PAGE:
What is Emergency Planning
It is an unfortunate fact of life that emergencies and disasters do occur. These often unpredictable and tragic events have various effects on our society and the environment in which we live and work. It is to contain and minimise these events and their effects that the emergency services and local authorities make plans for such situations.
Most of us plan for emergencies, whether by installing a fire extinguisher, carrying a first aid kit or hiding a spare key somewhere. On a much larger scale, Government, Local Authorities (Councils), businesses and other large organisations also make plans for unexpected incidents. This may be carried out in order to protect an organisation, its employees and customers, the public or shareholders. It may also be that the reasons for this planning are financial, moral or legal.
The risk of a major disaster occurring in the Ribble Valley is relatively low, however all too often we are reminded that these events do occur, such incidents may include major transport accidents, severe weather conditions, chemical incidents, explosions, fire, flooding, fuel or power supply failure, loss of or disruption to essential services/communications, terrorist activities.
The world's media transmits pictures of the most recent disasters daily into our homes. From natural disasters in developing countries to transportation disasters closer to home, we are made aware of those all too frequent events that impact on people's lives and property.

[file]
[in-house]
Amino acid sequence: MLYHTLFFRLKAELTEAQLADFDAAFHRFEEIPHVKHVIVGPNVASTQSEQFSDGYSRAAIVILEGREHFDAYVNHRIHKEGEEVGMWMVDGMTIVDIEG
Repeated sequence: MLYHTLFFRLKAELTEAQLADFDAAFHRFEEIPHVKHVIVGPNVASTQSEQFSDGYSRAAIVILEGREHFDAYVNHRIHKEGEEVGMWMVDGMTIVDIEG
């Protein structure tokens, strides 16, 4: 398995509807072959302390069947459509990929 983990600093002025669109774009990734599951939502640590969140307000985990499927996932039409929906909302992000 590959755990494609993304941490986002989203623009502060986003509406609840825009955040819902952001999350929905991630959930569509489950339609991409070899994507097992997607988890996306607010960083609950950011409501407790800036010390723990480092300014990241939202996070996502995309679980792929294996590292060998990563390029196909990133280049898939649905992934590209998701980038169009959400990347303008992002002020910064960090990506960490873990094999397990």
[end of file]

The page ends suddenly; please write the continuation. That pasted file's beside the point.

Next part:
Emergency Planning is concerned with facilitating the planning, preparation and coordination of the local authorities response to a disruptive influence or major incident. Application of the local authority resources will be used to mitigate the effects of emergencies on people, property and infrastructure. In addition to dealing with the incident, normal support and care for the local and wider community must continue throughout any disruption.
The types of emergency that require a response from the council are those which need the implementation of special arrangements by one or more of the emergency services, or where there are large numbers of people involved.
No single agency has the capacity, skills and resources or indeed the sole responsibility to respond successfully to a 'major incident'. Disasters demand a combined and coordinated response, linking the expertise and resources of the emergency services and local authorities, supplemented as appropriate by other organisations.
The concept utilised is that termed 'Integrated Emergency Management'. This involves working with national and regional emergency planning bodies, the emergency services, utilities and voluntary agencies to ensure that together with the council's own departments, all concerned will work together with the common goal of returning the community to normality as soon as is reasonably possible.
Duties of the Emergency Planning Officer
- Assess the likelihood, risk and potential effects of a particular emergency
- Prepare action plans for the deployment of resources
- Co-ordinate the local authorities response with other services
- Train staff involved in the emergency plans
- Validate the plans through exercises and training
- Liase with the emergency services to ensure an effective and integrated response
- Identify and locate resources & facilities
- Produce the authorities 'Business Continuity plan' and promote this philosophy.